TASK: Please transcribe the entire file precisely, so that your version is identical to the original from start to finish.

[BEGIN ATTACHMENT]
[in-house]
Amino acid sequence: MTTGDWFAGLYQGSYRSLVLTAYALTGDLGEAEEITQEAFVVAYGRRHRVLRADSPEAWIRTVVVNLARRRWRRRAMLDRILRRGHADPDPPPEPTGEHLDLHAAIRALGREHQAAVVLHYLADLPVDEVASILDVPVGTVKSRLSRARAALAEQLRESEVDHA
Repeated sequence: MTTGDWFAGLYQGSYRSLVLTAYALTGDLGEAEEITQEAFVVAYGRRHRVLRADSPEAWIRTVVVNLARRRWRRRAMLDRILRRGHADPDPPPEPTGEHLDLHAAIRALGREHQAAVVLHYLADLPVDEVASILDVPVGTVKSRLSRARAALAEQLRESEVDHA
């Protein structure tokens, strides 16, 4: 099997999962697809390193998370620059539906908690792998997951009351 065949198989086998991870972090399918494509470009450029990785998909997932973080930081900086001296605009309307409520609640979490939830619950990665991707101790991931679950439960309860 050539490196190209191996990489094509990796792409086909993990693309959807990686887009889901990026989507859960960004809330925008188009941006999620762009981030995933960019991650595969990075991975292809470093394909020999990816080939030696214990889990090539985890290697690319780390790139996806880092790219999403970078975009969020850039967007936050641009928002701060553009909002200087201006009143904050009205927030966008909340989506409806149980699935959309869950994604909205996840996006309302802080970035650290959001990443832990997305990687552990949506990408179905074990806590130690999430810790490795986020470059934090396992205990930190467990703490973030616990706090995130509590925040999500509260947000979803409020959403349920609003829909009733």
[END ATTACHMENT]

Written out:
[in-house]
Amino acid sequence: MTTGDWFAGLYQGSYRSLVLTAYALTGDLGEAEEITQEAFVVAYGRRHRVLRADSPEAWIRTVVVNLARRRWRRRAMLDRILRRGHADPDPPPEPTGEHLDLHAAIRALGREHQAAVVLHYLADLPVDEVASILDVPVGTVKSRLSRARAALAEQLRESEVDHA
Repeated sequence: MTTGDWFAGLYQGSYRSLVLTAYALTGDLGEAEEITQEAFVVAYGRRHRVLRADSPEAWIRTVVVNLARRRWRRRAMLDRILRRGHADPDPPPEPTGEHLDLHAAIRALGREHQAAVVLHYLADLPVDEVASILDVPVGTVKSRLSRARAALAEQLRESEVDHA
């Protein structure tokens, strides 16, 4: 099997999962697809390193998370620059539906908690792998997951009351 065949198989086998991870972090399918494509470009450029990785998909997932973080930081900086001296605009309307409520609640979490939830619950990665991707101790991931679950439960309860 050539490196190209191996990489094509990796792409086909993990693309959807990686887009889901990026989507859960960004809330925008188009941006999620762009981030995933960019991650595969990075991975292809470093394909020999990816080939030696214990889990090539985890290697690319780390790139996806880092790219999403970078975009969020850039967007936050641009928002701060553009909002200087201006009143904050009205927030966008909340989506409806149980699935959309869950994604909205996840996006309302802080970035650290959001990443832990997305990687552990949506990408179905074990806590130690999430810790490795986020470059934090396992205990930190467990703490973030616990706090995130509590925040999500509260947000979803409020959403349920609003829909009733």